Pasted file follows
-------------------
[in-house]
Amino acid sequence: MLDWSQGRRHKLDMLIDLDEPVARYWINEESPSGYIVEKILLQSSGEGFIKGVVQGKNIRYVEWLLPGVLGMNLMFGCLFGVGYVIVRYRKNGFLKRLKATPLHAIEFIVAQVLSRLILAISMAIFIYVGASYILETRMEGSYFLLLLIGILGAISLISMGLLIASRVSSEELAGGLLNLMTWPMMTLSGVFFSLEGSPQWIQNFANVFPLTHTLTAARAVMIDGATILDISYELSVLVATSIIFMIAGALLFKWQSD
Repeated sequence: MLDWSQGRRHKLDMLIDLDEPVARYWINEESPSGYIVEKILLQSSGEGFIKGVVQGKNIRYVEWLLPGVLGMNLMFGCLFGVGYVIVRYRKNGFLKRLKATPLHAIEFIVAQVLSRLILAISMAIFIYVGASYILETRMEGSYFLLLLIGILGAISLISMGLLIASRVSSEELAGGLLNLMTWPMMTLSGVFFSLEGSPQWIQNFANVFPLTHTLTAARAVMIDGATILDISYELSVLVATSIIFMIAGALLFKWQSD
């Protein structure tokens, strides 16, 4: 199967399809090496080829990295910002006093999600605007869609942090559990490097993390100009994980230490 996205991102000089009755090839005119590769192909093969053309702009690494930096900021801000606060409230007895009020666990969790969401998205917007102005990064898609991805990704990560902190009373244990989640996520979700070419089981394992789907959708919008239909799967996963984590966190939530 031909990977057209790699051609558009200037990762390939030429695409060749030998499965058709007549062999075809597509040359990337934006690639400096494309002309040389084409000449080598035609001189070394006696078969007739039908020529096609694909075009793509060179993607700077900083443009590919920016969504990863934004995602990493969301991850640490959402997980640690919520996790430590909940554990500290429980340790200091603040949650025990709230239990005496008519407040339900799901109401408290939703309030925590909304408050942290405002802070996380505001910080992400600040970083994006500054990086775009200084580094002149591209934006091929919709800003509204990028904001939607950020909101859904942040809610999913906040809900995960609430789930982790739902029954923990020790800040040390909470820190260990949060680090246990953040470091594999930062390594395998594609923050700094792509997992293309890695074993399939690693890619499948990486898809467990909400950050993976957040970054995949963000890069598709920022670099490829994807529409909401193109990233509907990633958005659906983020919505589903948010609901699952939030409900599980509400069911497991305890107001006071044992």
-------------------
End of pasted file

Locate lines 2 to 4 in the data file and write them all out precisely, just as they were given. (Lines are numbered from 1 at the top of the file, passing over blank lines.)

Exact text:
Amino acid sequence: MLDWSQGRRHKLDMLIDLDEPVARYWINEESPSGYIVEKILLQSSGEGFIKGVVQGKNIRYVEWLLPGVLGMNLMFGCLFGVGYVIVRYRKNGFLKRLKATPLHAIEFIVAQVLSRLILAISMAIFIYVGASYILETRMEGSYFLLLLIGILGAISLISMGLLIASRVSSEELAGGLLNLMTWPMMTLSGVFFSLEGSPQWIQNFANVFPLTHTLTAARAVMIDGATILDISYELSVLVATSIIFMIAGALLFKWQSD
Repeated sequence: MLDWSQGRRHKLDMLIDLDEPVARYWINEESPSGYIVEKILLQSSGEGFIKGVVQGKNIRYVEWLLPGVLGMNLMFGCLFGVGYVIVRYRKNGFLKRLKATPLHAIEFIVAQVLSRLILAISMAIFIYVGASYILETRMEGSYFLLLLIGILGAISLISMGLLIASRVSSEELAGGLLNLMTWPMMTLSGVFFSLEGSPQWIQNFANVFPLTHTLTAARAVMIDGATILDISYELSVLVATSIIFMIAGALLFKWQSD
């Protein structure tokens, strides 16, 4: 199967399809090496080829990295910002006093999600605007869609942090559990490097993390100009994980230490 996205991102000089009755090839005119590769192909093969053309702009690494930096900021801000606060409230007895009020666990969790969401998205917007102005990064898609991805990704990560902190009373244990989640996520979700070419089981394992789907959708919008239909799967996963984590966190939530 031909990977057209790699051609558009200037990762390939030429695409060749030998499965058709007549062999075809597509040359990337934006690639400096494309002309040389084409000449080598035609001189070394006696078969007739039908020529096609694909075009793509060179993607700077900083443009590919920016969504990863934004995602990493969301991850640490959402997980640690919520996790430590909940554990500290429980340790200091603040949650025990709230239990005496008519407040339900799901109401408290939703309030925590909304408050942290405002802070996380505001910080992400600040970083994006500054990086775009200084580094002149591209934006091929919709800003509204990028904001939607950020909101859904942040809610999913906040809900995960609430789930982790739902029954923990020790800040040390909470820190260990949060680090246990953040470091594999930062390594395998594609923050700094792509997992293309890695074993399939690693890619499948990486898809467990909400950050993976957040970054995949963000890069598709920022670099490829994807529409909401193109990233509907990633958005659906983020919505589903948010609901699952939030409900599980509400069911497991305890107001006071044992």